They also have a campground not too far from this spot as well. I’m born and raised in California so I’m not sure what its like to camp near the beach in Florida. When I think camping I think of mountains, lakes and streams. Wouldn’t it would be too warm for a sleeping bag? I think my three season bag would be uncomfortably hot. Maybe just a light blanket is all I’d need. The more I think about it the more I think I should try. Who knows, I might like it.
I just noticed that you can see the whole length of the main span of the Skyway from here. In total it’s about ten miles across the bay, here we see about five miles of it.
This is a state park I never knew we had that’s five minutes from home. I had it in my mind to follow this old road and there it was, a park I never knew existed; Terra Ceia Preserve State Park. In fact I’ve driven by here hundreds of times. This entrance is adjacent to a main highway that I take all the time. I just assumed it was private land.
I stopped at a kayak launch and talked to this gentleman who, it turns out, leads tours through the park. Silly me; I forgot to get his name. But I’ll be back regardless, maybe I’ll run into him again, it would be fun to do a tour.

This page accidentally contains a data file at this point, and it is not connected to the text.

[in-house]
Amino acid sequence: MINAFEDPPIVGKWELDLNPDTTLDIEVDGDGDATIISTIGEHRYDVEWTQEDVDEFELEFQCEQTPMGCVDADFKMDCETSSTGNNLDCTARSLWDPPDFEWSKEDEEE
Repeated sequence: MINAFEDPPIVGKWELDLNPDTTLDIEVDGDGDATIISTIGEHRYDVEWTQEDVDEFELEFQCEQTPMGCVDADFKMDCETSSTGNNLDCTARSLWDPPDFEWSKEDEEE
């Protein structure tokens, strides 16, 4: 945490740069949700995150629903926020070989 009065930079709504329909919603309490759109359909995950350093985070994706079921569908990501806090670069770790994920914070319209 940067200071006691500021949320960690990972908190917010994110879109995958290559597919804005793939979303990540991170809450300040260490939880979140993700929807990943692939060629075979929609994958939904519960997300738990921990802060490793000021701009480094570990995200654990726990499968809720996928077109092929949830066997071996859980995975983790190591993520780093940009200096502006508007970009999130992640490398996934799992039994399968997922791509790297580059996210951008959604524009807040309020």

The area is mostly mangroves and bayou and is habitat for all manner of birds including eagles and osprey. But of course for me it’s a new place to explore with my camera. Add to that, the county is opening up another preserve in the opposite direction about five miles away. I am excited to explore that as well.
The Ringling bridge in Sarasota is a favorite subject of mine and finding a new perspective is a fun challenge. This fifteen-second long exposure was taken from a mile away. I used a tripod and manual focusing to make sure the details were as sharp as could be. If you zoom in you can almost see into the windows of the buildings more than a mile away.
I geek out about technical aspects of photography, I’m easily impressed by how sharp an image is or how may megapixels it has, but it shouldn’t end there. The image also needs to be something I like. That part is subjective, but I have a little trick to help me figure that part out. I look at a thumbnail of the image and if it catches my attention then it might be worthwhile.
I think that a small image can help me decide if I like it DESPITE all the technical geekiness that I love so much. In other words, it short-circuits the left brain and goes straight to the right. If the image is not interesting enough to want to get a closer look, then it’s probably not that interesting up close.
That’s my little tip for the day. It generally works but as with everything there are exceptions. So what do I see when I look at this in a thumbnail? Rainbows in the night. Now you can go zoom in a geek out at the detail.
This is a stretch of Highway 41 in Punta Gorda Florida; southbound on the left and northbound on the right. The image is a dreamscape of sorts, how I imagine it looks in a dream.